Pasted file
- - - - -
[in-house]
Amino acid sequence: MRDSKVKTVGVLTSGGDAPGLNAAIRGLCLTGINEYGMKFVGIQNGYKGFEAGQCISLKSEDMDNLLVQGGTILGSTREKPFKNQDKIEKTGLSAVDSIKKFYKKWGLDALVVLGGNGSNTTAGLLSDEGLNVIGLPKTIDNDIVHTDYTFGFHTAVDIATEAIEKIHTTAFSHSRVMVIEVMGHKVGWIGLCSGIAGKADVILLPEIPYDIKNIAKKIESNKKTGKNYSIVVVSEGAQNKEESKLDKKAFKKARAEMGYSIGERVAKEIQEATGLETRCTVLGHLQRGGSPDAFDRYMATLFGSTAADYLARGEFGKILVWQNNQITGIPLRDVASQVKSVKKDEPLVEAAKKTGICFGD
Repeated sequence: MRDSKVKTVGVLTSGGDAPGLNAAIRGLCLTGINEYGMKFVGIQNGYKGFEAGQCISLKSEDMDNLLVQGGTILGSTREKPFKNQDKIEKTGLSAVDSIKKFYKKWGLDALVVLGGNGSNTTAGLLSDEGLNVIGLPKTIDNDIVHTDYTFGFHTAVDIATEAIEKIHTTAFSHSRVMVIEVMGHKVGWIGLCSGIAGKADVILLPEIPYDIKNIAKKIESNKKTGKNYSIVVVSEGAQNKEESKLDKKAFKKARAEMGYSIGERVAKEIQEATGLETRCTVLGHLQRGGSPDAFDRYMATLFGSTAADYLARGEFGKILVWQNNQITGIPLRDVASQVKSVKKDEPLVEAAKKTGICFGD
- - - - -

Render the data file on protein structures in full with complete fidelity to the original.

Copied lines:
[in-house]
Amino acid sequence: MRDSKVKTVGVLTSGGDAPGLNAAIRGLCLTGINEYGMKFVGIQNGYKGFEAGQCISLKSEDMDNLLVQGGTILGSTREKPFKNQDKIEKTGLSAVDSIKKFYKKWGLDALVVLGGNGSNTTAGLLSDEGLNVIGLPKTIDNDIVHTDYTFGFHTAVDIATEAIEKIHTTAFSHSRVMVIEVMGHKVGWIGLCSGIAGKADVILLPEIPYDIKNIAKKIESNKKTGKNYSIVVVSEGAQNKEESKLDKKAFKKARAEMGYSIGERVAKEIQEATGLETRCTVLGHLQRGGSPDAFDRYMATLFGSTAADYLARGEFGKILVWQNNQITGIPLRDVASQVKSVKKDEPLVEAAKKTGICFGD
Repeated sequence: MRDSKVKTVGVLTSGGDAPGLNAAIRGLCLTGINEYGMKFVGIQNGYKGFEAGQCISLKSEDMDNLLVQGGTILGSTREKPFKNQDKIEKTGLSAVDSIKKFYKKWGLDALVVLGGNGSNTTAGLLSDEGLNVIGLPKTIDNDIVHTDYTFGFHTAVDIATEAIEKIHTTAFSHSRVMVIEVMGHKVGWIGLCSGIAGKADVILLPEIPYDIKNIAKKIESNKKTGKNYSIVVVSEGAQNKEESKLDKKAFKKARAEMGYSIGERVAKEIQEATGLETRCTVLGHLQRGGSPDAFDRYMATLFGSTAADYLARGEFGKILVWQNNQITGIPLRDVASQVKSVKKDEPLVEAAKKTGICFGD